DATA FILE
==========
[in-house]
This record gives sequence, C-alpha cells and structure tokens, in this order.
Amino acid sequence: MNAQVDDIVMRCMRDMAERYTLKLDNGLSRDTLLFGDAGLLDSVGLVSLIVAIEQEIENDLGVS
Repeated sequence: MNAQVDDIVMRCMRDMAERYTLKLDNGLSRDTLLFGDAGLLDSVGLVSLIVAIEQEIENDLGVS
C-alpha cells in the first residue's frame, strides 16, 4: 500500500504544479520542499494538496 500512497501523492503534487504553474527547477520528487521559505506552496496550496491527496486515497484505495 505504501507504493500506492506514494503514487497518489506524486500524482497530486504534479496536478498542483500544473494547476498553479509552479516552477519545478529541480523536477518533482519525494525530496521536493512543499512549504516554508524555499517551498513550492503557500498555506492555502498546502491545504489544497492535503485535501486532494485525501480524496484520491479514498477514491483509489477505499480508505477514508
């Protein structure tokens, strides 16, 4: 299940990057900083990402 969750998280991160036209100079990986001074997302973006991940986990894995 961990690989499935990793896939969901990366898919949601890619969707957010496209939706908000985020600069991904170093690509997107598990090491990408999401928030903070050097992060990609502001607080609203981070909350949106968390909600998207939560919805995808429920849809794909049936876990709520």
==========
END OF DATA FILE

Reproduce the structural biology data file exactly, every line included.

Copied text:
[in-house]
This record gives sequence, C-alpha cells and structure tokens, in this order.
Amino acid sequence: MNAQVDDIVMRCMRDMAERYTLKLDNGLSRDTLLFGDAGLLDSVGLVSLIVAIEQEIENDLGVS
Repeated sequence: MNAQVDDIVMRCMRDMAERYTLKLDNGLSRDTLLFGDAGLLDSVGLVSLIVAIEQEIENDLGVS
C-alpha cells in the first residue's frame, strides 16, 4: 500500500504544479520542499494538496 500512497501523492503534487504553474527547477520528487521559505506552496496550496491527496486515497484505495 505504501507504493500506492506514494503514487497518489506524486500524482497530486504534479496536478498542483500544473494547476498553479509552479516552477519545478529541480523536477518533482519525494525530496521536493512543499512549504516554508524555499517551498513550492503557500498555506492555502498546502491545504489544497492535503485535501486532494485525501480524496484520491479514498477514491483509489477505499480508505477514508
């Protein structure tokens, strides 16, 4: 299940990057900083990402 969750998280991160036209100079990986001074997302973006991940986990894995 961990690989499935990793896939969901990366898919949601890619969707957010496209939706908000985020600069991904170093690509997107598990090491990408999401928030903070050097992060990609502001607080609203981070909350949106968390909600998207939560919805995808429920849809794909049936876990709520």